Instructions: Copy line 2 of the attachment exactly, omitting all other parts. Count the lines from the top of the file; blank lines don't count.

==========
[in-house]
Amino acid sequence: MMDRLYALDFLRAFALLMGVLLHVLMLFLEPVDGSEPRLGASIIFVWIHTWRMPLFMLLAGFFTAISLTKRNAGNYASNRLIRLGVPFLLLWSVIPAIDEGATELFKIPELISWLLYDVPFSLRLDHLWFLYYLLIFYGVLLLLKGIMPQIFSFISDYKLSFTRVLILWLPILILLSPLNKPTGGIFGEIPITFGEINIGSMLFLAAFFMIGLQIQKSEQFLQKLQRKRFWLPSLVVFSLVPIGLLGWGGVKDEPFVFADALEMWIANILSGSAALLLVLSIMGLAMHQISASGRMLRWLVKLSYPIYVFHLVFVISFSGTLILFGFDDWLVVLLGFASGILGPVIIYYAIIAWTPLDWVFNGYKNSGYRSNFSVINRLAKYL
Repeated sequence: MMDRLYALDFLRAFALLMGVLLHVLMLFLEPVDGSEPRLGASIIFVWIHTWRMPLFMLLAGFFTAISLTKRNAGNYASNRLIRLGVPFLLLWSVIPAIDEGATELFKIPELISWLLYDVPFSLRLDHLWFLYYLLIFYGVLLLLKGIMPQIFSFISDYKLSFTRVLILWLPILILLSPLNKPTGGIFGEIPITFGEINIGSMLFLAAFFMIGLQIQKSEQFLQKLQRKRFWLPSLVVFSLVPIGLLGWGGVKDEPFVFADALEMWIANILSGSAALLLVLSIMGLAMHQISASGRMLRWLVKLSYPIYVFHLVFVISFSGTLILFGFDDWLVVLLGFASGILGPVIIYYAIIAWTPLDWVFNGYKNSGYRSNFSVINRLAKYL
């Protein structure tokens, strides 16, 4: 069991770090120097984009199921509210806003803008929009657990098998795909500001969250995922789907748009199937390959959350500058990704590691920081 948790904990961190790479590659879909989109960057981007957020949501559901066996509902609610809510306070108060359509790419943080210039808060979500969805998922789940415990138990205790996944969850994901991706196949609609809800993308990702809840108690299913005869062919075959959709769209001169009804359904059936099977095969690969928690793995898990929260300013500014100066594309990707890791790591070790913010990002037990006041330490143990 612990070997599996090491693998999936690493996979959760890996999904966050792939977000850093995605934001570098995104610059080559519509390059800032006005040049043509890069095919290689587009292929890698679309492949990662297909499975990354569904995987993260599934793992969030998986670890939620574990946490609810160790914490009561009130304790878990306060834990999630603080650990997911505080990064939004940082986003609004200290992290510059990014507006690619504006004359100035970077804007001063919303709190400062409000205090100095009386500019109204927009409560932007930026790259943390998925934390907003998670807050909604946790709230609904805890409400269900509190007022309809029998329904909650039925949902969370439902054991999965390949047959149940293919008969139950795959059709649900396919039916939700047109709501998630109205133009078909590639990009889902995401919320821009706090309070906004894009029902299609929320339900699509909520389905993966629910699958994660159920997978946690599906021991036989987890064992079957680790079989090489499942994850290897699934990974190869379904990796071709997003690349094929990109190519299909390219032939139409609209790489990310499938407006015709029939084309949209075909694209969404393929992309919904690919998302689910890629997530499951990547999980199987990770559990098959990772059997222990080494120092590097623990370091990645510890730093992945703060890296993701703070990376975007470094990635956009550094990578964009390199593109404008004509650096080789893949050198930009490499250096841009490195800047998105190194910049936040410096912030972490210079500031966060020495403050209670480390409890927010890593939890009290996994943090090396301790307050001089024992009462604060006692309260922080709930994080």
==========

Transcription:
Amino acid sequence: MMDRLYALDFLRAFALLMGVLLHVLMLFLEPVDGSEPRLGASIIFVWIHTWRMPLFMLLAGFFTAISLTKRNAGNYASNRLIRLGVPFLLLWSVIPAIDEGATELFKIPELISWLLYDVPFSLRLDHLWFLYYLLIFYGVLLLLKGIMPQIFSFISDYKLSFTRVLILWLPILILLSPLNKPTGGIFGEIPITFGEINIGSMLFLAAFFMIGLQIQKSEQFLQKLQRKRFWLPSLVVFSLVPIGLLGWGGVKDEPFVFADALEMWIANILSGSAALLLVLSIMGLAMHQISASGRMLRWLVKLSYPIYVFHLVFVISFSGTLILFGFDDWLVVLLGFASGILGPVIIYYAIIAWTPLDWVFNGYKNSGYRSNFSVINRLAKYL